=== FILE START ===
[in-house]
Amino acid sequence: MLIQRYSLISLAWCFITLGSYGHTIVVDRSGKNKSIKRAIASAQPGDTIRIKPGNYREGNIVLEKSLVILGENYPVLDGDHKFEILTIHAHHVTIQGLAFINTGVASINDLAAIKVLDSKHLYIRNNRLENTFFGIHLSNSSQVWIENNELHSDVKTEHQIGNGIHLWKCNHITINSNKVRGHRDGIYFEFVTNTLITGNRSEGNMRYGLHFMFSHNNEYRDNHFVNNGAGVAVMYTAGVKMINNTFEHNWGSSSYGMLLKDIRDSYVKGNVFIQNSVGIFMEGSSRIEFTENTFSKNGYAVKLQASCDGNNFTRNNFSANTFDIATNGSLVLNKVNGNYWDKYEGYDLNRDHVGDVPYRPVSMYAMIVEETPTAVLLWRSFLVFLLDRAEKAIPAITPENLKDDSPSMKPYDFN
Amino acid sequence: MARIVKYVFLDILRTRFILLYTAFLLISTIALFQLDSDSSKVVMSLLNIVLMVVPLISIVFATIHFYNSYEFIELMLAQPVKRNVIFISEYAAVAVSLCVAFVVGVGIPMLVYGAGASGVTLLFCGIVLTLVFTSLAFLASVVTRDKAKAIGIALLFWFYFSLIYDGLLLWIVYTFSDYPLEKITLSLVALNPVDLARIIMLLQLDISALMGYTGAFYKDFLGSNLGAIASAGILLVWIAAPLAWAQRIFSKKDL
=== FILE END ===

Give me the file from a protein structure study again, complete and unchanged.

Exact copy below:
[in-house]
Amino acid sequence: MLIQRYSLISLAWCFITLGSYGHTIVVDRSGKNKSIKRAIASAQPGDTIRIKPGNYREGNIVLEKSLVILGENYPVLDGDHKFEILTIHAHHVTIQGLAFINTGVASINDLAAIKVLDSKHLYIRNNRLENTFFGIHLSNSSQVWIENNELHSDVKTEHQIGNGIHLWKCNHITINSNKVRGHRDGIYFEFVTNTLITGNRSEGNMRYGLHFMFSHNNEYRDNHFVNNGAGVAVMYTAGVKMINNTFEHNWGSSSYGMLLKDIRDSYVKGNVFIQNSVGIFMEGSSRIEFTENTFSKNGYAVKLQASCDGNNFTRNNFSANTFDIATNGSLVLNKVNGNYWDKYEGYDLNRDHVGDVPYRPVSMYAMIVEETPTAVLLWRSFLVFLLDRAEKAIPAITPENLKDDSPSMKPYDFN
Amino acid sequence: MARIVKYVFLDILRTRFILLYTAFLLISTIALFQLDSDSSKVVMSLLNIVLMVVPLISIVFATIHFYNSYEFIELMLAQPVKRNVIFISEYAAVAVSLCVAFVVGVGIPMLVYGAGASGVTLLFCGIVLTLVFTSLAFLASVVTRDKAKAIGIALLFWFYFSLIYDGLLLWIVYTFSDYPLEKITLSLVALNPVDLARIIMLLQLDISALMGYTGAFYKDFLGSNLGAIASAGILLVWIAAPLAWAQRIFSKKDL